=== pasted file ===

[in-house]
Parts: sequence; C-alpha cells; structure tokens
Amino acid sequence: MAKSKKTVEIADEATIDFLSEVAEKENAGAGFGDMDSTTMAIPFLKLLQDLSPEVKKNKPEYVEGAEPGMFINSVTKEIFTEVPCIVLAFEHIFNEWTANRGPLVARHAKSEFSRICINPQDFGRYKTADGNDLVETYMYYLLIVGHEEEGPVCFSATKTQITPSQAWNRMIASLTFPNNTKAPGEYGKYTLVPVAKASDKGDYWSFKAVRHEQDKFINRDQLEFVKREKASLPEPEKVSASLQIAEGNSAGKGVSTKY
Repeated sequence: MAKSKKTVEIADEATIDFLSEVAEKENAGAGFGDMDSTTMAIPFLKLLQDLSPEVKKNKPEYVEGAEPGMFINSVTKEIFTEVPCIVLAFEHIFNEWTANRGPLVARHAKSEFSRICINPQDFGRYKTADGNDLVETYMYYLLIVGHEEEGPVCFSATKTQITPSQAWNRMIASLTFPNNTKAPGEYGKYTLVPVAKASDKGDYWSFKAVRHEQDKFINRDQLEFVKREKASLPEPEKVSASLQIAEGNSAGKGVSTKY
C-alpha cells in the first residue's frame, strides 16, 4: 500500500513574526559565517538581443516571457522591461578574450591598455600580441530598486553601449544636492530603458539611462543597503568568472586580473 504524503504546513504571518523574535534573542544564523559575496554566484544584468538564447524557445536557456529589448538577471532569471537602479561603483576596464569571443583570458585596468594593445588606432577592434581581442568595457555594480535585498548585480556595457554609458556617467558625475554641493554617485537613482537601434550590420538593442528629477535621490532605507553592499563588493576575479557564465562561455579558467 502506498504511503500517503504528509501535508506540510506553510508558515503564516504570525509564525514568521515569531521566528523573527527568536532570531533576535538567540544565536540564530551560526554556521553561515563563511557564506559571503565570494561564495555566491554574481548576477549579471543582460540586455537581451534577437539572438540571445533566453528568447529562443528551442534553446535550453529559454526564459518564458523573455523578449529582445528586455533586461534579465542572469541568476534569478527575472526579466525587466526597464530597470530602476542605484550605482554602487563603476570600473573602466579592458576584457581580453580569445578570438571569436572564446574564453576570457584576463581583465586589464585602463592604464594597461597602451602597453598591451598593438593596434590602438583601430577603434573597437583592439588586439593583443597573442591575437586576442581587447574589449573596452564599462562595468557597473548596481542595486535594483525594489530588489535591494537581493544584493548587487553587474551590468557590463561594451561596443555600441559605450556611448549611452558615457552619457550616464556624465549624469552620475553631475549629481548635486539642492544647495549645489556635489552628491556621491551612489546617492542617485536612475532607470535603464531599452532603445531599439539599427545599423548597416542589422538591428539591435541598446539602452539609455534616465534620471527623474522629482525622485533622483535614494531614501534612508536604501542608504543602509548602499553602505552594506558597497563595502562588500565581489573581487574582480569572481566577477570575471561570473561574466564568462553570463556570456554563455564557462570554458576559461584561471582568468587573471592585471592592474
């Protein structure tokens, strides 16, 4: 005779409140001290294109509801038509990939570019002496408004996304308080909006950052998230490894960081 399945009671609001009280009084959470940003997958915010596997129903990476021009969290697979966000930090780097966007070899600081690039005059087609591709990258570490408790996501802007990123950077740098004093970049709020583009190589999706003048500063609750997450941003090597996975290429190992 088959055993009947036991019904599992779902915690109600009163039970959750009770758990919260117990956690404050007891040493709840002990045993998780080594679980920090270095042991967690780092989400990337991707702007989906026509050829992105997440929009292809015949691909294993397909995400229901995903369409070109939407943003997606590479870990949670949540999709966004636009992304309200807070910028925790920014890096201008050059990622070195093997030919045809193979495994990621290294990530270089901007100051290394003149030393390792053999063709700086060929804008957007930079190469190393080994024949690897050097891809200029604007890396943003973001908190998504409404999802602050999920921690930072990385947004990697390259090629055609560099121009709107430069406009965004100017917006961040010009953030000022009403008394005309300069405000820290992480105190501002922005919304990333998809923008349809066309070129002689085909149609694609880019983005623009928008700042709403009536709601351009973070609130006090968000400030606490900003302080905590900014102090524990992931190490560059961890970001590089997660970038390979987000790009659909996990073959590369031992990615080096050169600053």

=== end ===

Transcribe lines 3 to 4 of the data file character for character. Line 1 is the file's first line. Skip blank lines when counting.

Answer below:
Amino acid sequence: MAKSKKTVEIADEATIDFLSEVAEKENAGAGFGDMDSTTMAIPFLKLLQDLSPEVKKNKPEYVEGAEPGMFINSVTKEIFTEVPCIVLAFEHIFNEWTANRGPLVARHAKSEFSRICINPQDFGRYKTADGNDLVETYMYYLLIVGHEEEGPVCFSATKTQITPSQAWNRMIASLTFPNNTKAPGEYGKYTLVPVAKASDKGDYWSFKAVRHEQDKFINRDQLEFVKREKASLPEPEKVSASLQIAEGNSAGKGVSTKY
Repeated sequence: MAKSKKTVEIADEATIDFLSEVAEKENAGAGFGDMDSTTMAIPFLKLLQDLSPEVKKNKPEYVEGAEPGMFINSVTKEIFTEVPCIVLAFEHIFNEWTANRGPLVARHAKSEFSRICINPQDFGRYKTADGNDLVETYMYYLLIVGHEEEGPVCFSATKTQITPSQAWNRMIASLTFPNNTKAPGEYGKYTLVPVAKASDKGDYWSFKAVRHEQDKFINRDQLEFVKREKASLPEPEKVSASLQIAEGNSAGKGVSTKY